The 60th annual Grammy Awards included dozens of performances, award presentations, and, as expected, politically charged comments from music’s best and brightest. Relive some of the more memorable statements made by celebrities during the 2018 Grammys on Sunday night, which was held at New York City’s Madison Square Garden.

Kendrick Lamar

Kendrick Lamar
Kendrick Lamar performs onstage during the 60th Annual Grammy Awards at Madison Square Garden on Jan. 28, 2018 in New York City. Christopher Polk/Getty Images for NARAS

The Grammys kicked off with a highly anticipated performance from the nominated artist. During the opening act, which included cameos from Bono and The Edge, Lamar’s dancers marched like soldiers with an American flag in the background. A later scene in the act showed the dancers wearing hoodies and falling to the ground to the sound of gunshot noises.

Kendrick continued to his political comments. While accepting an award he shared his support for rapper Jay-Z. “Jay for president!” Lamar said before exiting the stage.

Dave Chappelle

“I just wanted to remind the audience that the only thing more frightening than watching a black man be honest in America, is being an honest black man in America,” comedian Dave Chappelle interjected during Lamar’s act.

Joy Villa

Joy Villa
Joy Villa arrives for the 60th Grammy Awards on Jan. 28, 2018 in New York. Jewel Samad/AFP/Getty Images

While it didn’t happen during the ceremony, singer Joy Villa did share her pro-life stance on the Grammys red carpet. Her dress included a hand-painted baby in a uterus. She also carried a purse that said “choose life.” Her show-stopping dress came after she wore a “Make America Great Again” dress to last year’s Grammys.

Sarah Silverman

sarah silverman, victor cruz
Sarah Silverman and Victor Cruz speak onstage during the 60th Annual Grammy Awards at Madison Square Garden on January 28, 2018 in New York City. Kevin Winter/Getty Images for NARAS

While announcing the performance of “Despacito” alongside Victor Cruz, Sarah Silverman told the audience at home to do their part and vote. When Cruz told her that’s not what their segment was about, Silverman had this to say: “Do you want to do. It’s no big deal. The world is basically over anyway.”

Trevor Noah

“That was amazing,” Noah said onstage after Bruno Mars and Cardi B performed. “I love that song. It take me back, like way back, to when Trump wasn’t president.”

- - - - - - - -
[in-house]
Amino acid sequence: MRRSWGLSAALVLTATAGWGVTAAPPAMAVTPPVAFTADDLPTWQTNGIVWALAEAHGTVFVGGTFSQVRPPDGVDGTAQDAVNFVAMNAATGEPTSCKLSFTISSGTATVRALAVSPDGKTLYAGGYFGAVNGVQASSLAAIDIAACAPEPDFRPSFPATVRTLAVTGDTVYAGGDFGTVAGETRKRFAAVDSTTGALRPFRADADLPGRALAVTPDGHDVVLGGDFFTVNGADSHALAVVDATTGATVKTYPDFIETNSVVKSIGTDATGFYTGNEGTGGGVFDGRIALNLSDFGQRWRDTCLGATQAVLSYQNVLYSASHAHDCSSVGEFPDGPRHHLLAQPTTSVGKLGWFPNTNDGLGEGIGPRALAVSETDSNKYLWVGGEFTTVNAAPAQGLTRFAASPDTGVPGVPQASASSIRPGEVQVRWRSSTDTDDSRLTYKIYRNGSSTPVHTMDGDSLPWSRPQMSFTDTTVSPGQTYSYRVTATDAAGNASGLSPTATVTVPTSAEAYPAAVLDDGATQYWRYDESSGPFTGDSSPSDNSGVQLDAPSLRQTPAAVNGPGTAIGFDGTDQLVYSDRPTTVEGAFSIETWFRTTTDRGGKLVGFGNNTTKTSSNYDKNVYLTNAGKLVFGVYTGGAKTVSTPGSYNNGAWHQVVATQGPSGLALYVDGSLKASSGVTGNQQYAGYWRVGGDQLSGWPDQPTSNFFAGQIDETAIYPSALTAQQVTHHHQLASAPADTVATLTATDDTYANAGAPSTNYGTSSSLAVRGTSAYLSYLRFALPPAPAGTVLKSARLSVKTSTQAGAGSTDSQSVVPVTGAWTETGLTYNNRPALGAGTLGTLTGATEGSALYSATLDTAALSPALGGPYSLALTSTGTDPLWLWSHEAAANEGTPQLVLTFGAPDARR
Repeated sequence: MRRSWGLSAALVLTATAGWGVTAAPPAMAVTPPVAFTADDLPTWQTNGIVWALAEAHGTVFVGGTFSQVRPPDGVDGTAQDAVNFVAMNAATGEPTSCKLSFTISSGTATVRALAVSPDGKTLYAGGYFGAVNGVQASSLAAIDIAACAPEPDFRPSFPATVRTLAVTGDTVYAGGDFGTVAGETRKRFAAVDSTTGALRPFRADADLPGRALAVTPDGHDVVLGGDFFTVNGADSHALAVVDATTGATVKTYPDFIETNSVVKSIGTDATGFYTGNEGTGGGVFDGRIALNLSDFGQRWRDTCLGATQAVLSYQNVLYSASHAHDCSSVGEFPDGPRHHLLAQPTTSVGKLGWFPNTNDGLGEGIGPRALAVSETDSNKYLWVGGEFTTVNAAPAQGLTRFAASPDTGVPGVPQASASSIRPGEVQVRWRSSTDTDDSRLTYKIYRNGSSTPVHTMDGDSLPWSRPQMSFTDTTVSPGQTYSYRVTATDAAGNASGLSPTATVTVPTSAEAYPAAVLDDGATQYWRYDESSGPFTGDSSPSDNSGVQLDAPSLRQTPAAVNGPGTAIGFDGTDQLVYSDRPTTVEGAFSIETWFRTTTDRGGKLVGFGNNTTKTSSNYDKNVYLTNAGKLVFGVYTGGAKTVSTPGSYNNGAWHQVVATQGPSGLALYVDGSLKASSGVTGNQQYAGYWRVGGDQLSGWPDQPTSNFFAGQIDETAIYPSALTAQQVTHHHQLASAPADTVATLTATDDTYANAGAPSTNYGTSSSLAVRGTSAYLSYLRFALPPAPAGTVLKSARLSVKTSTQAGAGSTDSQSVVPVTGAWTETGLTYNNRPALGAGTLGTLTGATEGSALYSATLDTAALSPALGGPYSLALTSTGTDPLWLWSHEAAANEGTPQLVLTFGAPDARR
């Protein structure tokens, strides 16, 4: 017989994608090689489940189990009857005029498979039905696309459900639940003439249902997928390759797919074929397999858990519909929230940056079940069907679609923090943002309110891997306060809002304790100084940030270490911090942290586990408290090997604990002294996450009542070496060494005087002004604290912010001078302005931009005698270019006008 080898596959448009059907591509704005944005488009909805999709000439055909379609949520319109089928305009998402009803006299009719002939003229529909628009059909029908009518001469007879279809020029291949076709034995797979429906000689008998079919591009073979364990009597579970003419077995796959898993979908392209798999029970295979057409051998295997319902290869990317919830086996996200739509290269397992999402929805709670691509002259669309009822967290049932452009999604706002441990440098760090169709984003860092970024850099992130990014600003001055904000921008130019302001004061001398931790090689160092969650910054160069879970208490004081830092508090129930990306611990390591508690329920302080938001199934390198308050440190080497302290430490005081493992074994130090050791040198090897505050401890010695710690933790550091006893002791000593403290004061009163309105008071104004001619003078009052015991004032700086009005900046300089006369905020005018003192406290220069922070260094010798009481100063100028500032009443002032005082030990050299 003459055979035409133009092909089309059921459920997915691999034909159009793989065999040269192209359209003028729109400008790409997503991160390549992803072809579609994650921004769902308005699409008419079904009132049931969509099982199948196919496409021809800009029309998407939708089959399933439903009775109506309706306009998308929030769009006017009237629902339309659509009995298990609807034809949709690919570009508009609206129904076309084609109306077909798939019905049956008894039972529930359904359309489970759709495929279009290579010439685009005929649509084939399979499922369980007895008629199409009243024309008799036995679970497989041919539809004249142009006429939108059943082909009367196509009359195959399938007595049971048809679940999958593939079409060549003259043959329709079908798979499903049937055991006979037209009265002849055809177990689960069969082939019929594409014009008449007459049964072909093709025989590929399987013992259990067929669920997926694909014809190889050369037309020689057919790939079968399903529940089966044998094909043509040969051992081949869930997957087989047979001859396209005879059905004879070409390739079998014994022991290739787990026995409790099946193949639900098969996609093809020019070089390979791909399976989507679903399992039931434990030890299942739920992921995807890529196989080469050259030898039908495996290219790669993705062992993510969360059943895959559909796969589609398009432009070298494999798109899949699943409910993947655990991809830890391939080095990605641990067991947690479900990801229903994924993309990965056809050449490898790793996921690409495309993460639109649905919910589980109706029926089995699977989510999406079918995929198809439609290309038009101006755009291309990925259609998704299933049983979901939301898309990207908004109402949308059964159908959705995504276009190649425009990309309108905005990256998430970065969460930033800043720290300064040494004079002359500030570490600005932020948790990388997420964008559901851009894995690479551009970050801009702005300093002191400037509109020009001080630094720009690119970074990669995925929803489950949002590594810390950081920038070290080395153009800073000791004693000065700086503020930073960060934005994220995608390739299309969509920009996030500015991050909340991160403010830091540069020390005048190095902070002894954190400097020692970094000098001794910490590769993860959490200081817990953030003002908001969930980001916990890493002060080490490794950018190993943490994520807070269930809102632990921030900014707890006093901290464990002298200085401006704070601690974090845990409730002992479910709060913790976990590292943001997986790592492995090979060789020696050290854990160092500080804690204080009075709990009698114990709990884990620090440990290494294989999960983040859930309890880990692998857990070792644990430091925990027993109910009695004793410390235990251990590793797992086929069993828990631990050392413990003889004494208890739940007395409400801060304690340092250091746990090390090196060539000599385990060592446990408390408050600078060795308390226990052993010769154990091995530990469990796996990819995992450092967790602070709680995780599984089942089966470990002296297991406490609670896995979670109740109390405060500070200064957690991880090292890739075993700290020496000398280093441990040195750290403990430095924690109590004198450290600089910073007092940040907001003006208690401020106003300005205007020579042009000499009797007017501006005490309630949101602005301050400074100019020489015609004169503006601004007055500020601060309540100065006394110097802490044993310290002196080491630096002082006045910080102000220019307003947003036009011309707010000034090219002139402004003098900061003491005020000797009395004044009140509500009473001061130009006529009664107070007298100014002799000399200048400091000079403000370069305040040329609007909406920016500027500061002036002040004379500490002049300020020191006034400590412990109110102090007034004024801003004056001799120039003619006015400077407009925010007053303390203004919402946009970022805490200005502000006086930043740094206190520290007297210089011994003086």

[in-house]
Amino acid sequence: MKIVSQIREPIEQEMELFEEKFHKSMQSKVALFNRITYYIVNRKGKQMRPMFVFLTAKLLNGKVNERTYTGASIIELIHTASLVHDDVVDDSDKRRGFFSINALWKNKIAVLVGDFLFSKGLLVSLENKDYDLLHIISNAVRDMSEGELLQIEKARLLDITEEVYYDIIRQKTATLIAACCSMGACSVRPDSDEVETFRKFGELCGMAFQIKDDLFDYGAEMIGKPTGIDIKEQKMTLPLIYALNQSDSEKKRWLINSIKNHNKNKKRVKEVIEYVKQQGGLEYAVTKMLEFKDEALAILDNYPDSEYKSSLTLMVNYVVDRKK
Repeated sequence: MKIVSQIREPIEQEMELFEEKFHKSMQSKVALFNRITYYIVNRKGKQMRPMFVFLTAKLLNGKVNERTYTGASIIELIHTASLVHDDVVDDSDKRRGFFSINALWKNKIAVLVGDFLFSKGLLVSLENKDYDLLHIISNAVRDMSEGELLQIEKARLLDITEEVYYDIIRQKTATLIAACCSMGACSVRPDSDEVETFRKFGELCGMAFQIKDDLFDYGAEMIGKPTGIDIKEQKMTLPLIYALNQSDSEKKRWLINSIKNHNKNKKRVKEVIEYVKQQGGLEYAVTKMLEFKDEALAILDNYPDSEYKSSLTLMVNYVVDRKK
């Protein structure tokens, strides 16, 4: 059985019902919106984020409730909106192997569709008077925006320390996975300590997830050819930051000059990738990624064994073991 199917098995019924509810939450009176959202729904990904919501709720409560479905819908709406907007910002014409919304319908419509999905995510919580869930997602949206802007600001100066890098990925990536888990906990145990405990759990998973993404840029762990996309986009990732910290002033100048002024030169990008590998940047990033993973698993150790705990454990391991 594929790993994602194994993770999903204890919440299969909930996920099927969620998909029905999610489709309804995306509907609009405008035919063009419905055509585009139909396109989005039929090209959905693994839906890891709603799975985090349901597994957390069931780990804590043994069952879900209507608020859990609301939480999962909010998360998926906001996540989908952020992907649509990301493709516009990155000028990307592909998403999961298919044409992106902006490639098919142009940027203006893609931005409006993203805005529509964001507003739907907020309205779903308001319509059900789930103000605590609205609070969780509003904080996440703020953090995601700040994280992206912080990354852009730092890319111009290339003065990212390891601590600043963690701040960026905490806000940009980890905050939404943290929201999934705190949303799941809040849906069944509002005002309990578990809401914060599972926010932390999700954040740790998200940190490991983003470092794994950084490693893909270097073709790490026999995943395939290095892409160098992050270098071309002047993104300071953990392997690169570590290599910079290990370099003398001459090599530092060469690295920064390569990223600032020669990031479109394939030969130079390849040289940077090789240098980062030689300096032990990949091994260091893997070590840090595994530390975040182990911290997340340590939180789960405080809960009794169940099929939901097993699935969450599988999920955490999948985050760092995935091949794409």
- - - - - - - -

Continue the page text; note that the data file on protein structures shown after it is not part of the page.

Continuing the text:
Janelle Monáe

janelle monae
Janelle Monae spoke about Time’s Up onstage at the Grammy Awards at Madison Square Garden on Jan. 28, 2018 in New York City. Christopher Polk/Getty Images for NARAS

Before Kesha took to the stage to perform, Monáe took a moment to talk about the abuse of power going on in all industries.

“Tonight I am proud to stand in solidarity as not just an artist, but a young woman with my fellow sisters in this room that make up the music industry,” Monae said. “We are also daughters, wives, mothers, sisters and human beings. We come in peace but we mean business,” she continued to cheers.

“And to those who would dare try to silence us, we offer you two words: Time’s Up.”

Camila Cabello

Before introducing U2’s powerful performance outside the Statue of Liberty, Cabello took a moment to talk about her position on the Deferred Action for Childhood Arrivals policy.

“...This country was built by dreamers, for dreamers, chasing the American dream. I’m here on this stage tonight because just like the dreamers, my parents brought me to this country with nothing in their pockets but hope. They showed me what it means to work twice as hard and never give up and, honestly, no part of my journey is any different from theirs.

“I’m a proud Cuban-Mexican immigrant born in Eastern Havana standing in front of our on the Grammy stage in New York City and all I know is just like dreams, these kids can’t be forgotten and are worth fighting for.”

James Corden

james corden
Grammy Award host James Corden poked fun at President Donald Trump during the show on Sunday night in New York City. Kevin Winter/Getty Images for NARAS

The host acknowledged that each year, the Recording Academy awards the best spoken word album and that past presidents and politicians, including Bill Clinton, Barack Obama and Hilary Clinton, have won the honor.

“We know that our current president does love winning awards and the good news for him is that he might just be the subject of next year’s winner,” Corden said.

What followed was a skit of different celebrities reading excerpts from Michael Wolff’s Trump tell-all “Fire and Fury,” pretending to audition for the role of the book’s narrator. After cameos from Snoop Dog, Cardi B and John Legend, Clinton appeared to much applause.